Faces of Death 4 Review
When the first Faces of Death was discharged from the bowels of Conan Le Cilaire (aka John Alan Schwartz) in 1981, having sat on a shelf for three years, it became something of a talking point in America amongst people who don’t normally watch exploitation movies. You could argue that this has something to do with exorcising fears about our own mortality but I’d suggest that it’s got more to do with the ‘slowing down to watch a car crash’ impulse to which most of us would shame-facedly admit. Faces of Death 4 could be described as the fag-end of the series had it not been for the existence of parts 5 and 6, made in Germany and seemingly unavailable on DVD.
I will start with the big question. I don’t mean the big question which the egregious narrator Dr Francis B. Gross (not a qualified GP) went on about to the point of inducing narcolepsy in the viewer during earlier entries in this series. I mean, the question which everyone watching one of these movies wants answered, namely is it real???. The answer is generally a qualified ‘no’. Some of the film of accident victims is real and some of the stock footage is historically verifiable. But most of the film is made up of scenes “re-enacted from actual events” as the credits put it. This is a typical trick in the mondo genre and goes back to the days of Farewell Uncle Tom - although the re-enactments there were a bit more convincing and the intentions were rather more rabble-rousing.
Dr Francis B. Gross having, apparently, gone insane from over-exposure to endless
footage of deaths being cheaply faked, this instalment of the never-popular Faces of Death series is presented by Dr Louis Flellis. Yup, that’s right, Flellis. I imagine the ‘filmmakers’ thought that a ludicrous name adds a certain edge of veracity – you can imagine them protesting “Would we make up a name as daft as that?” In the circumstances, the decision to credit an actor – James B. Schwartz – as playing the somewhat ex-opthalmic medic was probably a bad decision. Dr Flellis spends much of his time assuring us of the horrid reality of death and, in a series of asides, presenting a series of opinions which are so reactionary they make George W. Bush look like a bleeding-heart liberal. Mr Schwartz has to be given credit for bringing such dedicated creepiness to the character and his little bits of filler in between the gory clips are the most enjoyable parts of the film.
Sadly, the rest of the ninety minutes are taken up with footage which is variously tedious, blatantly fake, disrespectful to the dead, offensively badly acted and just plain silly. This won’t be a surprise to anyone who has been keeping up with the Faces of Death series, although the animal cruelty is thankfully kept to a minimum this time. Occasionally, the silliness is quite engaging. I particularly enjoyed the giant leech which overacts almost as wildly as Dr Flellis and would, in a just society, be presenting a mondo movie of its own. There’s also a quite amusing bit involving a hammy magician who has a bit of bad luck with a safety cable.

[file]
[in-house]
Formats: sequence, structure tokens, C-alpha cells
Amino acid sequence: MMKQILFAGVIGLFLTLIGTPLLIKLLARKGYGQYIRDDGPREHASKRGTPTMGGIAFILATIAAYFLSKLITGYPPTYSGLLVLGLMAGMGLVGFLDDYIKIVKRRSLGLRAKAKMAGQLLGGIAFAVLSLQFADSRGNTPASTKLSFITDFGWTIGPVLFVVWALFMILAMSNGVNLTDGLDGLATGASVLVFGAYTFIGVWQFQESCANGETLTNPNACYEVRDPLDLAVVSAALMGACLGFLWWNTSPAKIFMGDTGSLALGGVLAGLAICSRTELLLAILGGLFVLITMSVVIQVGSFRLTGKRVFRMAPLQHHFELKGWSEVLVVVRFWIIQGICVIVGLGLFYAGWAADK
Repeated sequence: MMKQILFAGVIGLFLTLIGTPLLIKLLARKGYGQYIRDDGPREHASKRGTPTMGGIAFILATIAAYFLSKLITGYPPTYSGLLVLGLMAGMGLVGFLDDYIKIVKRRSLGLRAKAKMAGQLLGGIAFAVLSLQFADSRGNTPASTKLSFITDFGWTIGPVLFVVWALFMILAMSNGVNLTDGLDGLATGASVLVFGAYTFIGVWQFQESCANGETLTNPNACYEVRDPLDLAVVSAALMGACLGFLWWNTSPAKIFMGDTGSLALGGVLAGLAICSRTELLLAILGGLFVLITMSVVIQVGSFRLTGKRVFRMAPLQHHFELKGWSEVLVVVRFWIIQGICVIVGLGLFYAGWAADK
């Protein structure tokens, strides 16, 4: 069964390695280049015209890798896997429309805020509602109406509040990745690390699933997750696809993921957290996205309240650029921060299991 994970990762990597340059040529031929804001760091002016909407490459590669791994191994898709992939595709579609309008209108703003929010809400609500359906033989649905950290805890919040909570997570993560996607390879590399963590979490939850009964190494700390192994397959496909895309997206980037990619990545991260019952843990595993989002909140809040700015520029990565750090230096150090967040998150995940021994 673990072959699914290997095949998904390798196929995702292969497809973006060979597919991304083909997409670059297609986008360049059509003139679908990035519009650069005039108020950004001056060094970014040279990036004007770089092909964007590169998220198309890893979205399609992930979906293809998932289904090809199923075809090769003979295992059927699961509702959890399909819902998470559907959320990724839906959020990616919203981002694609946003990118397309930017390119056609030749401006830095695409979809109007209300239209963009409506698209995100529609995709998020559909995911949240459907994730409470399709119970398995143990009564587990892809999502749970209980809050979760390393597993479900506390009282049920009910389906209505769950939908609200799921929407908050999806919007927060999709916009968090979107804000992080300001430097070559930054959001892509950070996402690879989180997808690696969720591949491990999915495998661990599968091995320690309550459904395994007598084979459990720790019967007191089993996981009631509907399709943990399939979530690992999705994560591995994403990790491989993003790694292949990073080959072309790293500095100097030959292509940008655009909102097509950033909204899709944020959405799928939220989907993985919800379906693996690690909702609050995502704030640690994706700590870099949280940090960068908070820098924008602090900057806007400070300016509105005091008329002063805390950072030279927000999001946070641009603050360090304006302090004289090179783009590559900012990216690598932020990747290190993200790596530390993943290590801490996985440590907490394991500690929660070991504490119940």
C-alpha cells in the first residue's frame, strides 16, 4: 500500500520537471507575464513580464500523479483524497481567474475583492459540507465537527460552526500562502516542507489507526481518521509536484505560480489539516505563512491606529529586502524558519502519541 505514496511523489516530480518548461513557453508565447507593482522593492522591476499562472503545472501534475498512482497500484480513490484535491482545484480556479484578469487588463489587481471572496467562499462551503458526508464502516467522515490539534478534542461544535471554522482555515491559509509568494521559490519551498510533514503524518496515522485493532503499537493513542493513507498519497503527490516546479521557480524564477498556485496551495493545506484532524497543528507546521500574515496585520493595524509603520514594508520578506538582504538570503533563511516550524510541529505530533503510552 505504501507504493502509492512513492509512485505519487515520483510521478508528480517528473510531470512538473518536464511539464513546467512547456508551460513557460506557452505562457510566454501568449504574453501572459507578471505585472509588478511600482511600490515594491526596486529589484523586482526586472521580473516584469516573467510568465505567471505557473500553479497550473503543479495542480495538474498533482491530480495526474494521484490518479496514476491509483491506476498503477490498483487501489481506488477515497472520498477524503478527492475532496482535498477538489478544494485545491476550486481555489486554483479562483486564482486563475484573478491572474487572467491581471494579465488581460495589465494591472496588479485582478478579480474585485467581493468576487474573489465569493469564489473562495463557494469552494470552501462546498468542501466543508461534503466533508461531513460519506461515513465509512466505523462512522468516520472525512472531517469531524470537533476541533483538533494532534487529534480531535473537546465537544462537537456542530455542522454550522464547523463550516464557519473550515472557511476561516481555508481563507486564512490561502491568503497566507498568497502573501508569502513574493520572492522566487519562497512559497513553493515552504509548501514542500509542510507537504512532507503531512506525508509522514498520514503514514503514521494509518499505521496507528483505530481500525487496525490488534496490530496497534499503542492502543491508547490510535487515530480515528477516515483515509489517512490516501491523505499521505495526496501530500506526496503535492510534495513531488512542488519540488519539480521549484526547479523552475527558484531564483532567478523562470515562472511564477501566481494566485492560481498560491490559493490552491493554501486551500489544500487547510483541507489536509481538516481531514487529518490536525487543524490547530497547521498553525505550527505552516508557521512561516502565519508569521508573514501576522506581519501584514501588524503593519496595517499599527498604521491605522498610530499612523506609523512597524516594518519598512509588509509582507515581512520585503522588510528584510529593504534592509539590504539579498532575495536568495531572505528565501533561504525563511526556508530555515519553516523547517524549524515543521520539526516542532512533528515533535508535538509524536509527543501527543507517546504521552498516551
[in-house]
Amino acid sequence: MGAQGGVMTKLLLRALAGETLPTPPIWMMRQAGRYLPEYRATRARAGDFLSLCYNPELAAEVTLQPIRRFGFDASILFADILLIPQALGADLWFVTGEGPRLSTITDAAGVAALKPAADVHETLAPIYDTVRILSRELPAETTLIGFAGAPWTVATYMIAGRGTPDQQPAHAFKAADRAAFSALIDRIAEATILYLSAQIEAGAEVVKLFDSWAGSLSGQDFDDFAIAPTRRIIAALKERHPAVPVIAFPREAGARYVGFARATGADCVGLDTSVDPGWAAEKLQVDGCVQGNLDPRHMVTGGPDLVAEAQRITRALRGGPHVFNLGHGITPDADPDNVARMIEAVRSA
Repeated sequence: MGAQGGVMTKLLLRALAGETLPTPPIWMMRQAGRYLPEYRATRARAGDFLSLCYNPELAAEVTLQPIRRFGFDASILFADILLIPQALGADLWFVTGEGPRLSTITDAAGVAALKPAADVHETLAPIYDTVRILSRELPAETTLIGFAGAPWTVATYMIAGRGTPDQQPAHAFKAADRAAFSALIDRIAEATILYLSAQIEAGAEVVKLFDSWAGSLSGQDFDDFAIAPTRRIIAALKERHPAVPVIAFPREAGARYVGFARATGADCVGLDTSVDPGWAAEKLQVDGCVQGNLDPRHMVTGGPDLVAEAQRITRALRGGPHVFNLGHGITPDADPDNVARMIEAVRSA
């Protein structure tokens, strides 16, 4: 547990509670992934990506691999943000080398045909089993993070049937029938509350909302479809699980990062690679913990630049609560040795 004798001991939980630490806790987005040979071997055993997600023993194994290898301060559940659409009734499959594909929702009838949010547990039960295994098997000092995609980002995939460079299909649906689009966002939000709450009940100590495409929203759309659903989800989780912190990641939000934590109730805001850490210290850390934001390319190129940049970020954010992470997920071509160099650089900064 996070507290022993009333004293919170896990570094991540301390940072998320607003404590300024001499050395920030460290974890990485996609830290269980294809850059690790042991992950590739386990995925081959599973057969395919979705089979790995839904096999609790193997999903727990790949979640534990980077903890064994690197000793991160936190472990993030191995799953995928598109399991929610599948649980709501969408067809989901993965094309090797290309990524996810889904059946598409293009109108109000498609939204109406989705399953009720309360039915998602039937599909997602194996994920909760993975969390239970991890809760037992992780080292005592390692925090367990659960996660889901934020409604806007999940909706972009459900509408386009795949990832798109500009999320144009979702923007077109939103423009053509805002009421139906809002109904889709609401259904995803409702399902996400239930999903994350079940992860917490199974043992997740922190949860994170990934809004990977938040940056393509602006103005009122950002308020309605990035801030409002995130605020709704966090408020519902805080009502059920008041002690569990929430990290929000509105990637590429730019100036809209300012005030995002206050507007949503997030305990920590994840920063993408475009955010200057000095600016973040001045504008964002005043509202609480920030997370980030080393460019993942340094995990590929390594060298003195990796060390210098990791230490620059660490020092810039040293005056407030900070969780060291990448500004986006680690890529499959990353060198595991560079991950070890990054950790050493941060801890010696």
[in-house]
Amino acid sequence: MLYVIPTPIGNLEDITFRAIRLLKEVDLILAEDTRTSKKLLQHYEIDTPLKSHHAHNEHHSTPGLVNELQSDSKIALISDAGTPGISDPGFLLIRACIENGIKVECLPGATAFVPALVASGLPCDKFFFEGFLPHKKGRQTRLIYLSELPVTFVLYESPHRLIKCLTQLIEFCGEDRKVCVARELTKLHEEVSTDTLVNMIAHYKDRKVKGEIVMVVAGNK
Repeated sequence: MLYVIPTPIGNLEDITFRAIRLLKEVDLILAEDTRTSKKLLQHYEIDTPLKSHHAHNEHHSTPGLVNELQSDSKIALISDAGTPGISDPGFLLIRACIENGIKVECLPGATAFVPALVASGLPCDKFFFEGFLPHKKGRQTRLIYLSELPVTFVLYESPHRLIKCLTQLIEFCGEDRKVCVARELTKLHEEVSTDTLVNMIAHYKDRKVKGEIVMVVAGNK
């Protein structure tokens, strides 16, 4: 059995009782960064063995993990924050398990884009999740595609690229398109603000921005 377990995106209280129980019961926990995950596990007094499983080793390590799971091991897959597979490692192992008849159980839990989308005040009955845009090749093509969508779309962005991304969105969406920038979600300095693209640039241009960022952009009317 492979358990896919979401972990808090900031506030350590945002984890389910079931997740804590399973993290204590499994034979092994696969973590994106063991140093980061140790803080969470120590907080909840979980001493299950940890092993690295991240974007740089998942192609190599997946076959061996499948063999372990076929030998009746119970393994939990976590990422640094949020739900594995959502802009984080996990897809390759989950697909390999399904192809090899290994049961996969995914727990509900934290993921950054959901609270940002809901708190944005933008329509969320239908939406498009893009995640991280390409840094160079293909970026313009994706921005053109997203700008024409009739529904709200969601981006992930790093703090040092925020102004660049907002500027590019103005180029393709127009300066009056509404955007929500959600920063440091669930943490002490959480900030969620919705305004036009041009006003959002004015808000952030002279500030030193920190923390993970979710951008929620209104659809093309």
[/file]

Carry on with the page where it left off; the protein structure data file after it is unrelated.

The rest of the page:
I don’t have any particular moral axe to grind here. The animal cruelty is some earlier films was, in the opinion of this reviewer, genuinely disgusting and deserved the short-shrift it got from the BBFC. Even some of that was faked, incidentally. But the small amount of ‘real’ footage included in Faces of Death IV is relatively mild and not much stronger than you’d see on a news programme. I do, however, think it’s disrespectful to the victims and their families because the tragedies are included for nothing more than cheap shock effects to turn on the audience. Whether this is necessarily any worse than what is done through the increasing tabloidisation of television news is, however, an interesting question. Faces of Death IV doesn’t make any concerted attempt to present itself as serious and necessary but television news does and you only have to look at “Tonight With Trevor McDonald” to see how we our sympathies are manipulated by ‘serious’ television into simply ‘boo/hurrah’ responses.
If you are interested in the Faces of Death phenomenon then your best option would be to watch the original which has a certain polish which the sequels lack. There’s a well-regarded boxset available on Region 1 containing the first four film and an interesting documentary on the phenomenon. Blue Underground has also released a collection of the original mondo movies such as Africa Addio.
The region 2 release of Faces of Death IV from Screen Entertainment under review isn’t worth your time. It’s presented in a full-screen transfer which is grubby and riddled with blocky artefacts. It appears to be uncut, probably because the real footage is so mild and the faked footage is so low-budget as to be laughable when placed alongside even an amateur gore movie like Zombie Chronicles, available from the same distributors. The 2.0 Stereo soundtrack is hissy but generally acceptable. There are no extras connected to the film but the disc does contain a generous number of trailers for other delights from Screen Entertainment, some of which - The Stink of Flesh, Thirst and Patrick - are rather good.